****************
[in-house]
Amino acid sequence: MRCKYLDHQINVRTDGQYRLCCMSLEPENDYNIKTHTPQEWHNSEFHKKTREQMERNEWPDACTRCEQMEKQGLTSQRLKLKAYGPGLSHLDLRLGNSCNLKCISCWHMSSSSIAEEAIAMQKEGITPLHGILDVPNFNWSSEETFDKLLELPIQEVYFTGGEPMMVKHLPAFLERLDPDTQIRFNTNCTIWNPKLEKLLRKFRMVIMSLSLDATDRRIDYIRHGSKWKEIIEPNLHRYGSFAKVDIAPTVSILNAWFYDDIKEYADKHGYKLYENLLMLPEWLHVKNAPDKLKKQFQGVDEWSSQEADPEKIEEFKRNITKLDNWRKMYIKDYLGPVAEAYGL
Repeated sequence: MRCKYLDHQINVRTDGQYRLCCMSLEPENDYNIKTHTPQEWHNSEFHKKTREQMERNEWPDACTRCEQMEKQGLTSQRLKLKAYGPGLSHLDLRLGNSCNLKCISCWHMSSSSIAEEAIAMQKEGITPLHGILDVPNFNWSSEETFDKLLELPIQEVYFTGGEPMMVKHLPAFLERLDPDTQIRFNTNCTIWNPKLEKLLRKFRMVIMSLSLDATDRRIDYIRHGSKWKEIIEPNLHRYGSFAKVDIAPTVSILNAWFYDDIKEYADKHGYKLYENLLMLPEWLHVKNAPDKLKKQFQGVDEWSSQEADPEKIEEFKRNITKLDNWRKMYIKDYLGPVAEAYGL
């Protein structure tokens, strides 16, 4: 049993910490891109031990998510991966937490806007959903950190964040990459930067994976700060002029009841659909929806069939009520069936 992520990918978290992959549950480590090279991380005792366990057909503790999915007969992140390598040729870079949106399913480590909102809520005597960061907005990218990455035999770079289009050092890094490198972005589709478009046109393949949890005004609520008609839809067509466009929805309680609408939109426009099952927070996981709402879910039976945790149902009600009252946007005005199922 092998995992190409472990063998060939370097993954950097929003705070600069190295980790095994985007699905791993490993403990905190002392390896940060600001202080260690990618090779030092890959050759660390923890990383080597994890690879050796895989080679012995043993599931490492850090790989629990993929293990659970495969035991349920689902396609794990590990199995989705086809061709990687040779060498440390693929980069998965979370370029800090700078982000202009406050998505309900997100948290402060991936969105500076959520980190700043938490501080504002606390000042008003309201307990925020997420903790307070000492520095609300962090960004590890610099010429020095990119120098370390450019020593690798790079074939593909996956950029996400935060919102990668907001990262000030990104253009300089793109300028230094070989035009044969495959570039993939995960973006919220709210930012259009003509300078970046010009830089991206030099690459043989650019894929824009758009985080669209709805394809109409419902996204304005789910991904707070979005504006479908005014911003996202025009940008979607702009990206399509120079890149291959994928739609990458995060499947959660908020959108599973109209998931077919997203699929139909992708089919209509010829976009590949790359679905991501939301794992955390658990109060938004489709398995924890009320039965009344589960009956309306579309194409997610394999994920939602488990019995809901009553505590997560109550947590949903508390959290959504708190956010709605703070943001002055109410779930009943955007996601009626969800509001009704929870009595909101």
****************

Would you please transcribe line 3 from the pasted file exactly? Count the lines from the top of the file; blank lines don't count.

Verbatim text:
Repeated sequence: MRCKYLDHQINVRTDGQYRLCCMSLEPENDYNIKTHTPQEWHNSEFHKKTREQMERNEWPDACTRCEQMEKQGLTSQRLKLKAYGPGLSHLDLRLGNSCNLKCISCWHMSSSSIAEEAIAMQKEGITPLHGILDVPNFNWSSEETFDKLLELPIQEVYFTGGEPMMVKHLPAFLERLDPDTQIRFNTNCTIWNPKLEKLLRKFRMVIMSLSLDATDRRIDYIRHGSKWKEIIEPNLHRYGSFAKVDIAPTVSILNAWFYDDIKEYADKHGYKLYENLLMLPEWLHVKNAPDKLKKQFQGVDEWSSQEADPEKIEEFKRNITKLDNWRKMYIKDYLGPVAEAYGL